Hilary T. Smith’s first book, Wild Awake, was a stunning, amazing, frenetic exploration of what it’s like to experience the awakening of mental illness and all the uncertainty and panic it can bring. Her writing was raw, authentic, driven, and deeply descriptive and atmospheric – and she’s brought the same level of talent to A Sense of the Infinite, which is anchored in a totally different setting, with radically different characters. While both books are contemporary and delve into some pretty heavy issues, Smith has an adroitness when it comes to building very distinctive worlds.
Sometimes when I read contemporary books and their sequels, I get the sensation that a writer really only knows one landscape, and writes within it over and over and over again. It’s a small town or a suburb or a big city. Characters inhabit very similar roles; they’re gymnasts/ballerinas/ice skaters. There’s almost a sense of the Mad Lib there, with a lingering sensation that the author has just turned to filling in the blanks rather than creating new and authentic stories with each text.
Smith doesn’t do that. Wild Awake and A Sense of the Infinite are in totally different landscapes and the characters are radically different from each other. A Sense of the Infinite also explores completely different topics around growing up into young adulthood and making challenging choices, or choices that are not so challenging; in the interest of not spoiling the plot, I don’t want to get into details, but there’s one issue in particular that Smith handles in a very fresh, decisive, crisp way that’s also daring, given the state of modern fiction and, honestly, politics. She wasn’t afraid to go there, and to build characters who challenge not just each other textually, but also the world at large; one of my favourite subplots, for example, is the mutual conspiracy between two characters as they become ‘Pee Sisters,’ defying the signs on the bathroom doors in a quest to make them mixed-gender.
A Sense of the Infinite is set in the senior year of the two characters, Noe and Annabeth, as they look into the future and try to determine where they are going to college and who they are going to be. The two have been firm friends since ninth grade, when they gravitated towards each other and created the sort of two-person unit that many teenage girls experience, developing a rich bond with another person in their lives. As the story progresses, though, we start to see cracks in their friendship, and the inkling of questioning; Annabeth starts to wonder if she and Noe are still destined to be friends forever, or if maybe it’s time for her to go her own way.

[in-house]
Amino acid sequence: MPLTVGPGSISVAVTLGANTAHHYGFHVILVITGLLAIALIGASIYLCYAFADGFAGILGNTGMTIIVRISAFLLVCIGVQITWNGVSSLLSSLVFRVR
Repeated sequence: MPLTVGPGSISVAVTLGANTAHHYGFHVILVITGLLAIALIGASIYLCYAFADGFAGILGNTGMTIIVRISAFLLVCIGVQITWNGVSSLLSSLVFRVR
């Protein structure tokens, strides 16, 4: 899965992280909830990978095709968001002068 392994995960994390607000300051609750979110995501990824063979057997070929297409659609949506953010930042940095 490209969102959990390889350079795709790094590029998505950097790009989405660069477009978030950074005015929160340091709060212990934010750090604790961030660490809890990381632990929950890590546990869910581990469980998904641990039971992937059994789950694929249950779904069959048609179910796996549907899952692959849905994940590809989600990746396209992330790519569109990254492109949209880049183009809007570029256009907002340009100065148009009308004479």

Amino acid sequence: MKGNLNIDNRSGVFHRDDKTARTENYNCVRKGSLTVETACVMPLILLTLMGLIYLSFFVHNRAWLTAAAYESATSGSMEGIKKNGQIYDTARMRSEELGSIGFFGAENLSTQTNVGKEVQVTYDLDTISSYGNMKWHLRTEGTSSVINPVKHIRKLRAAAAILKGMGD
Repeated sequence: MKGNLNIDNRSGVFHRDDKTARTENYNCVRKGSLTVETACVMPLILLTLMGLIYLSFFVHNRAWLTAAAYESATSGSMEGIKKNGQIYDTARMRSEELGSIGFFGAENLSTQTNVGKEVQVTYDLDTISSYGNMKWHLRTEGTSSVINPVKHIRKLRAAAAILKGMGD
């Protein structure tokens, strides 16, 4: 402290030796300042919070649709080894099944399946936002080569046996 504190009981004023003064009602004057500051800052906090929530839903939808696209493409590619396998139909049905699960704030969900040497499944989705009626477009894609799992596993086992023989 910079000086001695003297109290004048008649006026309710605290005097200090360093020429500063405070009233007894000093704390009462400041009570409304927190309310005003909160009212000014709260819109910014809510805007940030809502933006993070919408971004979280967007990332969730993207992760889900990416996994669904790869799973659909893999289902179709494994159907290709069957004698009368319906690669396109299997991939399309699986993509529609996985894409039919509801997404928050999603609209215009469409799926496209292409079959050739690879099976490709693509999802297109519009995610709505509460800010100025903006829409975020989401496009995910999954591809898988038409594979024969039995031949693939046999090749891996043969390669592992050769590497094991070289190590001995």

Smith packs a lot into this text, without making it feel cramped. On the one hand, there are her characters: Rich, alive, fully realised, complicated, and distinctive, something I have really come to expect from her writing and delight in after Wild Awake. I know that she’s capable of building great characters within great worlds, and she definitely demonstrated that here as in her first book. Her characters are amazing, and so are the relationships between them. It can be difficult to construct authentic young relationships, especially when they are under pressure; it’s easy to take cheap routes and shortcuts, and Smith didn’t do that. I especially love how Noe and Annabeth are so opposite to each other in so many ways, a Venn diagram, as Annabeth describes it, yet they manage to stick together for long perhaps because of that aspect of their personalities. The two girls find and seek something in each other that they cannot access elsewhere. Annabeth, for example, loves the woods, and is driven towards nature and the consumption of beauty in the outdoors; camping and canoeing, the prospect of joining the outdoor club in college. Noe prefers the indoors, the comfort and routine of gymnastics, a sport at which she excels, something that shows in her discipline and her driven nature.
As their friendship starts to shatter over the course of the book, the complexities of teenage life begin to develop, emerging from the shadows to create shadows of their own. It’s a really sharp, well-crafted look at what it’s like to feel the world shifting under you as you start to be pulled apart from your friends and you don’t understand why, and as you start to realise the consequences of decisions you’re making, both with and without your friends.
I’m used to seeing very formulaic approaches to relationships in YA; while it’s not unheard of, at all, for a book to take on the collapse of a friendship, Smith does it in a really interesting way, and she adds layers of complexity in turns of the new friends Annabeth meets, right down to the fantasy novel-loving nutritionist stationed in the depths of a neglected office. They sit together listening to books on tape, enjoying the mutual comfort of the presence of another human while they discuss issues in kind of a sideways, flickering manner.
This is a story that in many ways reminds me of the light shows Annabeth creates as she sits alone in the booth, trying to process what’s happening in her life. As she blends crossfading colours across the stage in a show no one will see, it’s a stark commentary on lonesomeness and how acute it can be, how intense the moment when you suddenly understand that everything you knew has tilted on its axis and cannot be put right again. When you can’t see in that position is that these shifts aren’t necessarily bad, just different, and the pervasive question in the text is whether Annabeth will adapt, or sink.